Reply To: When, where and who gets business class company travel?

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I’ve been under a couple, but the logical one at the moment is as follows:

It is not based on title/grade.
It is travel time and budget based (the latter because it can depend on project budgets).
Cheapest economy for flights of up to five hours as a rule (exception is the occasional times premium economy or business is cheaper or no more than a 15% surcharge).
Paying for exit row/extra legroom seats (i.e. the US carrier economy plus/extra products) is allowed for flights over three hours.
Premium economy may be allowed for longer flights, business if the flight is overnight long haul (has to be intercontinental) if budget allows. If business is within 15% of premium economy, it may also be allowed.

The definition of a reasonable option is any non-stop in economy or premium economy, for business it is the cheapest indirect route that doesn’t have a long transfer (e.g. overnight or more than 6 hours), or a transit that requires a visa or may be considered risky/unpleasant. Circuitous routings that increase travel time over non-stop by over 50% are not necessary.

Staff can choose options to correspond to frequent flyer preferences if they are using them to upgrade or access preferential seating for free, but not if the fare for that preference is substantially higher than the cheapest reasonable option (taking into account location of home to airports – e.g. someone in Surrey isn’t expected to fly out of Stansted).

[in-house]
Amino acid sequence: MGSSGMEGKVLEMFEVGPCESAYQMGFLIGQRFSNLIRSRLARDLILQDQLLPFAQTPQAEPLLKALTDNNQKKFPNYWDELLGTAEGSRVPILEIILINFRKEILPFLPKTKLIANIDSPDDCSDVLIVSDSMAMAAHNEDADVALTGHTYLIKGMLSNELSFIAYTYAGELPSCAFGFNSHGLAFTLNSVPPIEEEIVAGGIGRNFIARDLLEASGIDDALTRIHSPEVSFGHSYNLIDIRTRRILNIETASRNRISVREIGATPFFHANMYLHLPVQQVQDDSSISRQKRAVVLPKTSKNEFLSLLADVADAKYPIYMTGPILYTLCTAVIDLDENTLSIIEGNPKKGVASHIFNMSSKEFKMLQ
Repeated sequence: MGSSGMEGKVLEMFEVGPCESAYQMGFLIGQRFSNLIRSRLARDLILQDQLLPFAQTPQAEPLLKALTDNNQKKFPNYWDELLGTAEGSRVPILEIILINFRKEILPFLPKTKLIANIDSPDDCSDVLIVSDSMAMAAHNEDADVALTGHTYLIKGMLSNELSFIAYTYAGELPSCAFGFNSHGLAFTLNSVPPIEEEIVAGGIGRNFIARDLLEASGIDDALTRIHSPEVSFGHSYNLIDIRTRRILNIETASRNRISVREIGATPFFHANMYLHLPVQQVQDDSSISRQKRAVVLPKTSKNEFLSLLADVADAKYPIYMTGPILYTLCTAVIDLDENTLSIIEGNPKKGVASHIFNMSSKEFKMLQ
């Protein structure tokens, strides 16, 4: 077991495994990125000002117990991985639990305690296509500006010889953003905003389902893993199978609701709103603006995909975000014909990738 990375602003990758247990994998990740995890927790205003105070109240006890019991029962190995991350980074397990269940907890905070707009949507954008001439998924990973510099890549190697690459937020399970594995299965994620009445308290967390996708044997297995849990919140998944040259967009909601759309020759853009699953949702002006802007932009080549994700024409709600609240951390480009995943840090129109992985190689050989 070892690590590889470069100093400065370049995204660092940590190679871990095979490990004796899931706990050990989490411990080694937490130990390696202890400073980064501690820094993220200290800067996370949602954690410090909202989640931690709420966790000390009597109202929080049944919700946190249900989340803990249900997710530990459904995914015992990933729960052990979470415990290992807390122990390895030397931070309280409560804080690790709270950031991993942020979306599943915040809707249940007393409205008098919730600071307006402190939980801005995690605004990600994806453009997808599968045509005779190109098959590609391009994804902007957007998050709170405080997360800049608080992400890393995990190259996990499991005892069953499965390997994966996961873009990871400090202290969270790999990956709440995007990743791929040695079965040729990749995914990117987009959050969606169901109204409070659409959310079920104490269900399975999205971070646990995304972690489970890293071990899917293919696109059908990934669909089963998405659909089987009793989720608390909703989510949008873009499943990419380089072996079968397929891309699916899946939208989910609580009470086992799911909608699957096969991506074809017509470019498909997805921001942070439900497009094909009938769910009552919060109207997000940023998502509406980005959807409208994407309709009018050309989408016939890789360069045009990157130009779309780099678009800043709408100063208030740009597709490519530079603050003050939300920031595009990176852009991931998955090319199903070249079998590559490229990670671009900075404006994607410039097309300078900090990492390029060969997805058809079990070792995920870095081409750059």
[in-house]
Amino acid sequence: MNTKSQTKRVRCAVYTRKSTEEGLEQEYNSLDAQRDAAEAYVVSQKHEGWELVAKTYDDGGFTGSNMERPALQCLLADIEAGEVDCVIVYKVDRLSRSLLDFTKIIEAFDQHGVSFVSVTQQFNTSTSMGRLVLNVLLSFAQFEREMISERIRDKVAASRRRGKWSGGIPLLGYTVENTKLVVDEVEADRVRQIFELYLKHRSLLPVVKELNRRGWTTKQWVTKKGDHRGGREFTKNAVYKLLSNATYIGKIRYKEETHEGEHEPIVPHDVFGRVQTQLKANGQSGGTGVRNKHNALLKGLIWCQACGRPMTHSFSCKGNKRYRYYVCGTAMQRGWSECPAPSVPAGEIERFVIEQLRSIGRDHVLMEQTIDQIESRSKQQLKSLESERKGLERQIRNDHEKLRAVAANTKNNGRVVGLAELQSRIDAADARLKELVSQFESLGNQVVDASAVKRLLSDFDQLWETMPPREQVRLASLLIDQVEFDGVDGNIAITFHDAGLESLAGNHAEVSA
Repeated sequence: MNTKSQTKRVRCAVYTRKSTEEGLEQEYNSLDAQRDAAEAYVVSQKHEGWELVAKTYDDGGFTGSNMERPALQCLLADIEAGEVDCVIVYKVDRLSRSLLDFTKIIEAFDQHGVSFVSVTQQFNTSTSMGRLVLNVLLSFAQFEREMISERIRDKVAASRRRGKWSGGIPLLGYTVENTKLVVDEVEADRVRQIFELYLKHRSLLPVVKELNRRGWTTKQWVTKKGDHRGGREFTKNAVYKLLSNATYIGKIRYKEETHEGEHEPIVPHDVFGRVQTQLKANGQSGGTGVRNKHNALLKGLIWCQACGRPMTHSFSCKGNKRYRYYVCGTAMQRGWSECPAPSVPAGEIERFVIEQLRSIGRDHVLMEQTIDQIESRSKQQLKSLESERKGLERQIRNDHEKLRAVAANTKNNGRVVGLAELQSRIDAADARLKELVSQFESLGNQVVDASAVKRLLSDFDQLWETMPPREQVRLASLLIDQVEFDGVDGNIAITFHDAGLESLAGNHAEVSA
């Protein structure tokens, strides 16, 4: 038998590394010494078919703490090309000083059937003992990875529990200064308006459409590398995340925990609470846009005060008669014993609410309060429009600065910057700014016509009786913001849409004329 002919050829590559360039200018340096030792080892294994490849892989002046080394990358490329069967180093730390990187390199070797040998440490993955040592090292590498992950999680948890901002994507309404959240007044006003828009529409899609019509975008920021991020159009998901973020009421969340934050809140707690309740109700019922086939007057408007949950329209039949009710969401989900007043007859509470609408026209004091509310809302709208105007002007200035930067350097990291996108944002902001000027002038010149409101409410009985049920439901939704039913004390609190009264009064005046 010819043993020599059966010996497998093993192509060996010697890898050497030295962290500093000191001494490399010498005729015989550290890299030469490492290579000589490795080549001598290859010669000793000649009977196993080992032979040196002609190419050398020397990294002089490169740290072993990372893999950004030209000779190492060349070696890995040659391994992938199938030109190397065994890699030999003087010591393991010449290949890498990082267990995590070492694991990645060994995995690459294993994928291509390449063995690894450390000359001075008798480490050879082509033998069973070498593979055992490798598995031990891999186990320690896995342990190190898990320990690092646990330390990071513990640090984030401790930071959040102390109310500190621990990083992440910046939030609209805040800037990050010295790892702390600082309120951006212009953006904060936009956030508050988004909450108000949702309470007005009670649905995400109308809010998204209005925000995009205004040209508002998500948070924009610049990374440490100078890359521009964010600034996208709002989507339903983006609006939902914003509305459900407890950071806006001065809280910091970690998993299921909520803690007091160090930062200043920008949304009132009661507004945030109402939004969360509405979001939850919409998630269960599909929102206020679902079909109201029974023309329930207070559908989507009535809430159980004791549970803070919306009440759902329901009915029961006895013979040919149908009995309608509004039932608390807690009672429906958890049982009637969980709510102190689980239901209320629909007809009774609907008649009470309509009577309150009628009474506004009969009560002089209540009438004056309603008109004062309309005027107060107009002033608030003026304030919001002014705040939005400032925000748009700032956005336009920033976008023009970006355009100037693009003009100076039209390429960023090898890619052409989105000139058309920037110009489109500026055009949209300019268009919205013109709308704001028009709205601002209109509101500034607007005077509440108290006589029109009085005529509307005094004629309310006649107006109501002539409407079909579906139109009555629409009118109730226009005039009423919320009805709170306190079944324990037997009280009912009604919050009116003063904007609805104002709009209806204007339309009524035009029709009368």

By and large, most projects have a travel budget calculated based on estimates of economy travel to Europe/Middle East, premium economy to North America and business to Asia/Africa/Latin America/Australasia (albeit one way premium economy for daylight sectors if possible). If fares are much higher, then the lower class prevails. The only other factor is occasionally some staff may have a medical condition that means business is mandatory (e.g. a young staff member was hospitalised for DVT after a long haul economy flight from Africa because business was sold out).

A few clients demand travel be claimed separately and have curious rules, one says fully flexible economy is ok (and anything cheaper than that too), which has allowed for cheap business to be booked on flights to the Middle East.

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